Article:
Victim’s mother, defendant’s wife testifies in murder trial
CRYSTAL FALLS — After a full day of jury selection Monday, the trial for a man accused of murdering his step-daughter and then turning the gun on himself commenced in Iron County Trial Court. ABC Ten’s Chelsea Birdsall has the details.
Alfred Saario, 66, was arrested in July 2016, days after he killed his step-daughter, Jamie Lee James, 29, before turning the gun on himself. And now a year later, Saario is on trial for James’ murder, claiming self-defense. Iron County Prosecutor Melissa Powell and defense attorney Henry McRoberts kicked-off the morning with opening statements. Leona “LeAnn” Saario, James’ mother and Alfred Saario’s wife, was one of the first witnesses to take the stand today. Leona started off by describing her daughter as an athlete who loved nature and kids.
“She pretty much was, what I felt, was the heart of my family,” said Leona. “She would be the one to teach her little brother the soft side of life.”
Her testimony then detailed a strained relationship between her daughter and husband of thirteen years, which only got worse as time went on. She went on to say Alfred often called her daughter inappropriate names and worked hard to avoid her, even during holiday gatherings.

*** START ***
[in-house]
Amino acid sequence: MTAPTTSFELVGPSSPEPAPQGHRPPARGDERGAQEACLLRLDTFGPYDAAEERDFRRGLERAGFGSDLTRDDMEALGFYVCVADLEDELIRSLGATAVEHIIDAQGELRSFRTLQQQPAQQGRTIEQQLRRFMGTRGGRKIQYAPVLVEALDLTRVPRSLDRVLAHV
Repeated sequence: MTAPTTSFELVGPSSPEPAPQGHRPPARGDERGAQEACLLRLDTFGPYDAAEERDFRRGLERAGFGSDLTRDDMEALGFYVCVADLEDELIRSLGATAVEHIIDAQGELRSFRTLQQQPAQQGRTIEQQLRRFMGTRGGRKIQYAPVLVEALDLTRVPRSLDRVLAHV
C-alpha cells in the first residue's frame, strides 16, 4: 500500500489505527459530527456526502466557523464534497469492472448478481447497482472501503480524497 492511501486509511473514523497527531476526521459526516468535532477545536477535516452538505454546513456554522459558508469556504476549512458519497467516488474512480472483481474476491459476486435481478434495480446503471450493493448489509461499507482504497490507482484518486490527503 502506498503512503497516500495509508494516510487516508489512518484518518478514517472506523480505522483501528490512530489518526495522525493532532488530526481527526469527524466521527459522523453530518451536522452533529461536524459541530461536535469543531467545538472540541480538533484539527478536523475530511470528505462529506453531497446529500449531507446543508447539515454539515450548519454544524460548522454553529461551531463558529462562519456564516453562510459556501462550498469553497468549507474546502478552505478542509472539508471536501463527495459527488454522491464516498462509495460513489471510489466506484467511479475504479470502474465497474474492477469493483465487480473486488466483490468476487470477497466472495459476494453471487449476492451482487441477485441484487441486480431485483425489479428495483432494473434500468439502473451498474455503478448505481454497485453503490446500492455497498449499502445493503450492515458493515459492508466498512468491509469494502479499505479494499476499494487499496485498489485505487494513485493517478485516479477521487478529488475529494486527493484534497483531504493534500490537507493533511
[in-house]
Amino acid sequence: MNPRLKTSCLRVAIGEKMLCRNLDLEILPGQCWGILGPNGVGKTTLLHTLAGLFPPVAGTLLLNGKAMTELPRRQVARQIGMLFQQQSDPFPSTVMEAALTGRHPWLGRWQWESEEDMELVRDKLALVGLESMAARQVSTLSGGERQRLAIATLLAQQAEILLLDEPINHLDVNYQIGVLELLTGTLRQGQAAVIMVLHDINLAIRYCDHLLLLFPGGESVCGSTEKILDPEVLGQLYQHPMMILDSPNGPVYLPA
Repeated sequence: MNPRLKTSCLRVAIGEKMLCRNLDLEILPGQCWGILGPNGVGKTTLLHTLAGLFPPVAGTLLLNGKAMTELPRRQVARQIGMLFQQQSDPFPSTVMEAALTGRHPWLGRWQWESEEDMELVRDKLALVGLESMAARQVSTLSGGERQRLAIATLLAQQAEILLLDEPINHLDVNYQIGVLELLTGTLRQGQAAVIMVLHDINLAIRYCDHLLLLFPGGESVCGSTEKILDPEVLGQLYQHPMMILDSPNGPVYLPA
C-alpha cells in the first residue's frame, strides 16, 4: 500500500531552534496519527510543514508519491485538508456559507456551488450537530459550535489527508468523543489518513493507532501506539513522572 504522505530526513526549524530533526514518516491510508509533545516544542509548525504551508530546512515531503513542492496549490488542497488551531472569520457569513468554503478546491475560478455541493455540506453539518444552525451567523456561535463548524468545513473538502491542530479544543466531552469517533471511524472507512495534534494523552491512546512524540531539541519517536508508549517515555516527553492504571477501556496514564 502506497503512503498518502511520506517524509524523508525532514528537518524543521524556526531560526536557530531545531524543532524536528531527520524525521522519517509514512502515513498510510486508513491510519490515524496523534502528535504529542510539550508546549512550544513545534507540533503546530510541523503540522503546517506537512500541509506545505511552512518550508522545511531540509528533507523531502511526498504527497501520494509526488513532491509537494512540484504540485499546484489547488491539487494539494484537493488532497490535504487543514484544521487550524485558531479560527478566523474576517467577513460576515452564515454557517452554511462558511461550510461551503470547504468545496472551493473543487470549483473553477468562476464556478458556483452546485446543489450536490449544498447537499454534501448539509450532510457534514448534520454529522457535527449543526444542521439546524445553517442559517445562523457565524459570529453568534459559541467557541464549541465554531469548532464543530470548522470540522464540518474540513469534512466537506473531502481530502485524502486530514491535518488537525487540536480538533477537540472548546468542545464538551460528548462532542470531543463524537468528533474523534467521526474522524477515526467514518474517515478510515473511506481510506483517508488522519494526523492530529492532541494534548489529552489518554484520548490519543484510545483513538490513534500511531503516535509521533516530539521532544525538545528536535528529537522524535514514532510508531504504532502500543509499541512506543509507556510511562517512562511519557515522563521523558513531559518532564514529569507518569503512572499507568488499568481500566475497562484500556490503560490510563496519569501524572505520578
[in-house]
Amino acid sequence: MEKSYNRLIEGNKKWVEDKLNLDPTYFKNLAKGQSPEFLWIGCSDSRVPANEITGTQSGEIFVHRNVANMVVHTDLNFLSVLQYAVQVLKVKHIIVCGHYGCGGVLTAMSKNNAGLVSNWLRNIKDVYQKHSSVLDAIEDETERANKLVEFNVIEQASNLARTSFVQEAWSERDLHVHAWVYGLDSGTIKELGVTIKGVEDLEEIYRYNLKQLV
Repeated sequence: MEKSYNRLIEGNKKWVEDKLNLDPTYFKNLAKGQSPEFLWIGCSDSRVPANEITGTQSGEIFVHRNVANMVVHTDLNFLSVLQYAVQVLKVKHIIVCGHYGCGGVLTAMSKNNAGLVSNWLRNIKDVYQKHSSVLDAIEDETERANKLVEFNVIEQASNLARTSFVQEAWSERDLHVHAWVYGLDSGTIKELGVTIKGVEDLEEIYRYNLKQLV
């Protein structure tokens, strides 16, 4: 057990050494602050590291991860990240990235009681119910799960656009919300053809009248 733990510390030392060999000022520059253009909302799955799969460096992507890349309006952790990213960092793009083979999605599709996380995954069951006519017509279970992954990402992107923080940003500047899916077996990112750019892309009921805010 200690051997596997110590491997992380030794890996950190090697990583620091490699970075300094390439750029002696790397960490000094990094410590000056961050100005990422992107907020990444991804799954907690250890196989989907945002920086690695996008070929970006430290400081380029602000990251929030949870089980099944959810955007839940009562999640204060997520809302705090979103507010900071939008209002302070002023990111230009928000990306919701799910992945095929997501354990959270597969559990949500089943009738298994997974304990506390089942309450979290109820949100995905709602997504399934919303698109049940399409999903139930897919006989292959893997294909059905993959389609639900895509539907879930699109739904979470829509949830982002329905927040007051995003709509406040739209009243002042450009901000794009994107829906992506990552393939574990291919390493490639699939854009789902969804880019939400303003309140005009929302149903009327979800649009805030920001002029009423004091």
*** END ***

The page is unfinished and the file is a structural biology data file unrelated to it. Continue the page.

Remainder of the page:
“Did the defendant ever talk about killing Jamie or about Jamie dying in the past?” asked Powell.
“He said he’d wish she’d get run over by a truck. He told her in the past that he’d buy her a rope for Christmas if she’d hang herself,” said Leona. “He would just make stupid comments like that.”
“Was there ever any comment about him actually shooting her or killing her?” Powell questioned.
“He said he would, but it wouldn’t be worth it,” Leona answered.
On the night in question, Leona relayed both her and her husband had been drinking and walked home from the bar with James, who needed to use the phone to arrange a ride to a funeral the next day. When Alfred got home, he upset their young son by speaking ill of James, and Leona went to console him. She stepped outside to have a cigarette a little later, unaware her daughter was still in the home and her a gunshot. As she rushed in to see what the problem was, anther gunshot rang through the air, and she saw her daughter dead in one room and her husband writhing in pain in the other.
“Was there any discussion about why he did it?” Powell asked.
“No. I remember he said, well yeah, in his mind, she was a thief,” Leona replied. “He didn’t like her. He never did say why he did it; he never said he was sorry for what he did. In his mind, he thought he was within reason.”
Day three of the trial continues Wednesday, stay with us as we follow for the rest of the week.